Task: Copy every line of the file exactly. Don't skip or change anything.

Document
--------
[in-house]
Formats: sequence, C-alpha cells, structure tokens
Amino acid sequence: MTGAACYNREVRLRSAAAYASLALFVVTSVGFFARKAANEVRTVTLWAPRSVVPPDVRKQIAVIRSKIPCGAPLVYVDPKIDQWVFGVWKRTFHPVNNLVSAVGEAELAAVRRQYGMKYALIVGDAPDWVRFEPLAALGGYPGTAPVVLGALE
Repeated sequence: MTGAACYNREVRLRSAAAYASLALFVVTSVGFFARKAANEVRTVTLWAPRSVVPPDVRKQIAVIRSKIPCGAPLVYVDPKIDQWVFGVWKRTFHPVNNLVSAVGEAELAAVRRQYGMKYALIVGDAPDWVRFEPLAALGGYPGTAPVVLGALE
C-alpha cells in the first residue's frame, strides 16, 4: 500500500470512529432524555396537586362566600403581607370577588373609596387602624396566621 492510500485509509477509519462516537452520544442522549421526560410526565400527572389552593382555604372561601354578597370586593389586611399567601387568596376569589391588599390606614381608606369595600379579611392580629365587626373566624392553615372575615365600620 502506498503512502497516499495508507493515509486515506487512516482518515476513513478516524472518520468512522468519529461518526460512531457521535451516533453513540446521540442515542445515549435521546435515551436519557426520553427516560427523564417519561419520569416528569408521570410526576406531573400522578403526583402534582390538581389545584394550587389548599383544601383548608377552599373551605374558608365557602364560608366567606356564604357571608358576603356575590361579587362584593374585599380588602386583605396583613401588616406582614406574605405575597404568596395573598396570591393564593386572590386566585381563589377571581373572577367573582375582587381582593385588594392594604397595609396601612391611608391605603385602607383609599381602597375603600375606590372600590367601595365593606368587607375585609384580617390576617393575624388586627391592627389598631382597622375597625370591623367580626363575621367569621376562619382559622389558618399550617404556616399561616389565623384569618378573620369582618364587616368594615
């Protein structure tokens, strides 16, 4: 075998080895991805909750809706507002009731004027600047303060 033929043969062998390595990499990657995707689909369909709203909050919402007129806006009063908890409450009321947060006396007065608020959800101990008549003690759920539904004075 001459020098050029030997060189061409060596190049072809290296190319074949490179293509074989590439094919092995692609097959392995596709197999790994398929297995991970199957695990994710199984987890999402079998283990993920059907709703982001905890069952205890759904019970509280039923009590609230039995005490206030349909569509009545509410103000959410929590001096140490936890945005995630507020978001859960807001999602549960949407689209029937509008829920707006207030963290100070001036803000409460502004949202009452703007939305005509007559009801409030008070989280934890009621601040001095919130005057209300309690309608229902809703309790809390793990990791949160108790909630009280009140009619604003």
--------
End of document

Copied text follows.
[in-house]
Formats: sequence, C-alpha cells, structure tokens
Amino acid sequence: MTGAACYNREVRLRSAAAYASLALFVVTSVGFFARKAANEVRTVTLWAPRSVVPPDVRKQIAVIRSKIPCGAPLVYVDPKIDQWVFGVWKRTFHPVNNLVSAVGEAELAAVRRQYGMKYALIVGDAPDWVRFEPLAALGGYPGTAPVVLGALE
Repeated sequence: MTGAACYNREVRLRSAAAYASLALFVVTSVGFFARKAANEVRTVTLWAPRSVVPPDVRKQIAVIRSKIPCGAPLVYVDPKIDQWVFGVWKRTFHPVNNLVSAVGEAELAAVRRQYGMKYALIVGDAPDWVRFEPLAALGGYPGTAPVVLGALE
C-alpha cells in the first residue's frame, strides 16, 4: 500500500470512529432524555396537586362566600403581607370577588373609596387602624396566621 492510500485509509477509519462516537452520544442522549421526560410526565400527572389552593382555604372561601354578597370586593389586611399567601387568596376569589391588599390606614381608606369595600379579611392580629365587626373566624392553615372575615365600620 502506498503512502497516499495508507493515509486515506487512516482518515476513513478516524472518520468512522468519529461518526460512531457521535451516533453513540446521540442515542445515549435521546435515551436519557426520553427516560427523564417519561419520569416528569408521570410526576406531573400522578403526583402534582390538581389545584394550587389548599383544601383548608377552599373551605374558608365557602364560608366567606356564604357571608358576603356575590361579587362584593374585599380588602386583605396583613401588616406582614406574605405575597404568596395573598396570591393564593386572590386566585381563589377571581373572577367573582375582587381582593385588594392594604397595609396601612391611608391605603385602607383609599381602597375603600375606590372600590367601595365593606368587607375585609384580617390576617393575624388586627391592627389598631382597622375597625370591623367580626363575621367569621376562619382559622389558618399550617404556616399561616389565623384569618378573620369582618364587616368594615
């Protein structure tokens, strides 16, 4: 075998080895991805909750809706507002009731004027600047303060 033929043969062998390595990499990657995707689909369909709203909050919402007129806006009063908890409450009321947060006396007065608020959800101990008549003690759920539904004075 001459020098050029030997060189061409060596190049072809290296190319074949490179293509074989590439094919092995692609097959392995596709197999790994398929297995991970199957695990994710199984987890999402079998283990993920059907709703982001905890069952205890759904019970509280039923009590609230039995005490206030349909569509009545509410103000959410929590001096140490936890945005995630507020978001859960807001999602549960949407689209029937509008829920707006207030963290100070001036803000409460502004949202009452703007939305005509007559009801409030008070989280934890009621601040001095919130005057209300309690309608229902809703309790809390793990990791949160108790909630009280009140009619604003």